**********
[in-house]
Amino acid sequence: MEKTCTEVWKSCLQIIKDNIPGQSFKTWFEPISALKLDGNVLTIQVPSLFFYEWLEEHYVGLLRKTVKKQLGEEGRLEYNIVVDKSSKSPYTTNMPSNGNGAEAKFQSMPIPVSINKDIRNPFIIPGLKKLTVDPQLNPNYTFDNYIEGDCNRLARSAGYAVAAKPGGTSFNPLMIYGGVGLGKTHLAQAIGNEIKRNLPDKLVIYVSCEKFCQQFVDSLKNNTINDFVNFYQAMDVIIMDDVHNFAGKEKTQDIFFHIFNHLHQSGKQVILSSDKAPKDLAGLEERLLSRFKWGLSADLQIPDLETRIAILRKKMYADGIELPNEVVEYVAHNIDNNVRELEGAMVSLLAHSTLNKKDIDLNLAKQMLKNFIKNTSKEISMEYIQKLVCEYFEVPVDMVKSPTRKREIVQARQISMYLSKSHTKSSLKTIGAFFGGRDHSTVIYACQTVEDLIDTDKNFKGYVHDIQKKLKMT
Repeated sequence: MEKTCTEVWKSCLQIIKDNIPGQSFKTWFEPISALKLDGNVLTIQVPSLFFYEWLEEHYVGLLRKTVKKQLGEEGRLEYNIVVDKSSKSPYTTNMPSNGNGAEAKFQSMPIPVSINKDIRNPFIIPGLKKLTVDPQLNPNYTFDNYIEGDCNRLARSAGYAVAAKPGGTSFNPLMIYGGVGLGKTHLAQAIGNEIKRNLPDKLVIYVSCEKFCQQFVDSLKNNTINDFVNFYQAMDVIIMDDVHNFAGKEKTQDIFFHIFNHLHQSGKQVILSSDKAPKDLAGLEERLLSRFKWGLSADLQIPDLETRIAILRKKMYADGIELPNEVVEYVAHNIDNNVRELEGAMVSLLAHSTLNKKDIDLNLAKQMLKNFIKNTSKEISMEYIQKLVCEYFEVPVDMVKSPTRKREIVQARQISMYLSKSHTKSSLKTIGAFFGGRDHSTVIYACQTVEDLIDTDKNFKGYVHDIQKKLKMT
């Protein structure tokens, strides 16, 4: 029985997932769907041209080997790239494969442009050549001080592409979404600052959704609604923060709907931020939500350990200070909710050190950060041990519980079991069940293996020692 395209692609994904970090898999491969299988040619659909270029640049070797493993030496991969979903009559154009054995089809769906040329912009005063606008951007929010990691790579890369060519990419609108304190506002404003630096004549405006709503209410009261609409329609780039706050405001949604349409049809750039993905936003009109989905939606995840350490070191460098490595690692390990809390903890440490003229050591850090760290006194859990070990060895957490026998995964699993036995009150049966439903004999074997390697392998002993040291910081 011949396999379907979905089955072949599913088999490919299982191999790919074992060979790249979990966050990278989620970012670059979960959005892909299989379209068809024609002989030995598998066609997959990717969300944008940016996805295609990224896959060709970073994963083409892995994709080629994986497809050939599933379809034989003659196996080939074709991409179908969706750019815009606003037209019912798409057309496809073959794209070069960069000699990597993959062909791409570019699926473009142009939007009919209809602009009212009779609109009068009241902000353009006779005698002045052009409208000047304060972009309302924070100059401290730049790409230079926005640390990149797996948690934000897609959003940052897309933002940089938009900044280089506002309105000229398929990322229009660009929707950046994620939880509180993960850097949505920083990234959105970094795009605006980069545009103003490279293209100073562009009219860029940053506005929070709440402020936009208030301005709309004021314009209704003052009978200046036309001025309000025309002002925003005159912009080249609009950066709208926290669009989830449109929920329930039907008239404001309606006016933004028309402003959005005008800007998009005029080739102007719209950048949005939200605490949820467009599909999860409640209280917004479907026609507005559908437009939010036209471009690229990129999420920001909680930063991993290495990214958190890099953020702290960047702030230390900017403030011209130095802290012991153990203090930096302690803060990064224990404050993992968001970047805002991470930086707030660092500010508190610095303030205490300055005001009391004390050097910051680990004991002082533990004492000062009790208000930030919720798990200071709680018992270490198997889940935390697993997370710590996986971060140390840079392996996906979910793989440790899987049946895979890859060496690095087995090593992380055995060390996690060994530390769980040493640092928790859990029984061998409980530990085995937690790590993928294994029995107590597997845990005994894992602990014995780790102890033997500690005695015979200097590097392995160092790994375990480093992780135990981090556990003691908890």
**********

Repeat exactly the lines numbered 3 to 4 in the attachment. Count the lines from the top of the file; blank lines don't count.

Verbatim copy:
Repeated sequence: MEKTCTEVWKSCLQIIKDNIPGQSFKTWFEPISALKLDGNVLTIQVPSLFFYEWLEEHYVGLLRKTVKKQLGEEGRLEYNIVVDKSSKSPYTTNMPSNGNGAEAKFQSMPIPVSINKDIRNPFIIPGLKKLTVDPQLNPNYTFDNYIEGDCNRLARSAGYAVAAKPGGTSFNPLMIYGGVGLGKTHLAQAIGNEIKRNLPDKLVIYVSCEKFCQQFVDSLKNNTINDFVNFYQAMDVIIMDDVHNFAGKEKTQDIFFHIFNHLHQSGKQVILSSDKAPKDLAGLEERLLSRFKWGLSADLQIPDLETRIAILRKKMYADGIELPNEVVEYVAHNIDNNVRELEGAMVSLLAHSTLNKKDIDLNLAKQMLKNFIKNTSKEISMEYIQKLVCEYFEVPVDMVKSPTRKREIVQARQISMYLSKSHTKSSLKTIGAFFGGRDHSTVIYACQTVEDLIDTDKNFKGYVHDIQKKLKMT
């Protein structure tokens, strides 16, 4: 029985997932769907041209080997790239494969442009050549001080592409979404600052959704609604923060709907931020939500350990200070909710050190950060041990519980079991069940293996020692 395209692609994904970090898999491969299988040619659909270029640049070797493993030496991969979903009559154009054995089809769906040329912009005063606008951007929010990691790579890369060519990419609108304190506002404003630096004549405006709503209410009261609409329609780039706050405001949604349409049809750039993905936003009109989905939606995840350490070191460098490595690692390990809390903890440490003229050591850090760290006194859990070990060895957490026998995964699993036995009150049966439903004999074997390697392998002993040291910081 011949396999379907979905089955072949599913088999490919299982191999790919074992060979790249979990966050990278989620970012670059979960959005892909299989379209068809024609002989030995598998066609997959990717969300944008940016996805295609990224896959060709970073994963083409892995994709080629994986497809050939599933379809034989003659196996080939074709991409179908969706750019815009606003037209019912798409057309496809073959794209070069960069000699990597993959062909791409570019699926473009142009939007009919209809602009009212009779609109009068009241902000353009006779005698002045052009409208000047304060972009309302924070100059401290730049790409230079926005640390990149797996948690934000897609959003940052897309933002940089938009900044280089506002309105000229398929990322229009660009929707950046994620939880509180993960850097949505920083990234959105970094795009605006980069545009103003490279293209100073562009009219860029940053506005929070709440402020936009208030301005709309004021314009209704003052009978200046036309001025309000025309002002925003005159912009080249609009950066709208926290669009989830449109929920329930039907008239404001309606006016933004028309402003959005005008800007998009005029080739102007719209950048949005939200605490949820467009599909999860409640209280917004479907026609507005559908437009939010036209471009690229990129999420920001909680930063991993290495990214958190890099953020702290960047702030230390900017403030011209130095802290012991153990203090930096302690803060990064224990404050993992968001970047805002991470930086707030660092500010508190610095303030205490300055005001009391004390050097910051680990004991002082533990004492000062009790208000930030919720798990200071709680018992270490198997889940935390697993997370710590996986971060140390840079392996996906979910793989440790899987049946895979890859060496690095087995090593992380055995060390996690060994530390769980040493640092928790859990029984061998409980530990085995937690790590993928294994029995107590597997845990005994894992602990014995780790102890033997500690005695015979200097590097392995160092790994375990480093992780135990981090556990003691908890």